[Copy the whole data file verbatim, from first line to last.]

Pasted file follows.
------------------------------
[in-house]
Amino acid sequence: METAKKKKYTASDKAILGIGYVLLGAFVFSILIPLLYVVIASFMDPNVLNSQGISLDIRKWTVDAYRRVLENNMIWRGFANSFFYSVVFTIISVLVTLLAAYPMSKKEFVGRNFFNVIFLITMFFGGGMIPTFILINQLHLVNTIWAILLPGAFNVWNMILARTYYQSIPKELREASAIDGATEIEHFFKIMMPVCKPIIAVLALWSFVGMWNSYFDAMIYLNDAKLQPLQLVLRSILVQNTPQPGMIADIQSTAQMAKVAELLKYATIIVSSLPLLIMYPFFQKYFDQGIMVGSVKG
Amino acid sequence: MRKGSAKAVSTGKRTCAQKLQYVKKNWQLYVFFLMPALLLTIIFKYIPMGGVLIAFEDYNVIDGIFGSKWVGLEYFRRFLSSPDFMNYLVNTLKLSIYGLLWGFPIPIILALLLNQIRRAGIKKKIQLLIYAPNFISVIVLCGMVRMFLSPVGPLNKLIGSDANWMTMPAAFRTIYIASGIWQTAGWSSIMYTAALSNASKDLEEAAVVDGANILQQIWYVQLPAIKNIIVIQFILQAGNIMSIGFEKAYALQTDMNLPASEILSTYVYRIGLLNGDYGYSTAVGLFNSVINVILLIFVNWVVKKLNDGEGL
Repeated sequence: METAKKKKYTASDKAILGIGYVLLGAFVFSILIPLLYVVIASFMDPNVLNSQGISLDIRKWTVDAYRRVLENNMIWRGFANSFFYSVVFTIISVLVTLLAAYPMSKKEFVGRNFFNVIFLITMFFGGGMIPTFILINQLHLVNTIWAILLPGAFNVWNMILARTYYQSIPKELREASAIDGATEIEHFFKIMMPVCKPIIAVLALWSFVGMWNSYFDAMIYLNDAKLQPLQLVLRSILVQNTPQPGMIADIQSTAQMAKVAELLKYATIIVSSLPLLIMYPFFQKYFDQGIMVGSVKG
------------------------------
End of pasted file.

[in-house]
Amino acid sequence: METAKKKKYTASDKAILGIGYVLLGAFVFSILIPLLYVVIASFMDPNVLNSQGISLDIRKWTVDAYRRVLENNMIWRGFANSFFYSVVFTIISVLVTLLAAYPMSKKEFVGRNFFNVIFLITMFFGGGMIPTFILINQLHLVNTIWAILLPGAFNVWNMILARTYYQSIPKELREASAIDGATEIEHFFKIMMPVCKPIIAVLALWSFVGMWNSYFDAMIYLNDAKLQPLQLVLRSILVQNTPQPGMIADIQSTAQMAKVAELLKYATIIVSSLPLLIMYPFFQKYFDQGIMVGSVKG
Amino acid sequence: MRKGSAKAVSTGKRTCAQKLQYVKKNWQLYVFFLMPALLLTIIFKYIPMGGVLIAFEDYNVIDGIFGSKWVGLEYFRRFLSSPDFMNYLVNTLKLSIYGLLWGFPIPIILALLLNQIRRAGIKKKIQLLIYAPNFISVIVLCGMVRMFLSPVGPLNKLIGSDANWMTMPAAFRTIYIASGIWQTAGWSSIMYTAALSNASKDLEEAAVVDGANILQQIWYVQLPAIKNIIVIQFILQAGNIMSIGFEKAYALQTDMNLPASEILSTYVYRIGLLNGDYGYSTAVGLFNSVINVILLIFVNWVVKKLNDGEGL
Repeated sequence: METAKKKKYTASDKAILGIGYVLLGAFVFSILIPLLYVVIASFMDPNVLNSQGISLDIRKWTVDAYRRVLENNMIWRGFANSFFYSVVFTIISVLVTLLAAYPMSKKEFVGRNFFNVIFLITMFFGGGMIPTFILINQLHLVNTIWAILLPGAFNVWNMILARTYYQSIPKELREASAIDGATEIEHFFKIMMPVCKPIIAVLALWSFVGMWNSYFDAMIYLNDAKLQPLQLVLRSILVQNTPQPGMIADIQSTAQMAKVAELLKYATIIVSSLPLLIMYPFFQKYFDQGIMVGSVKG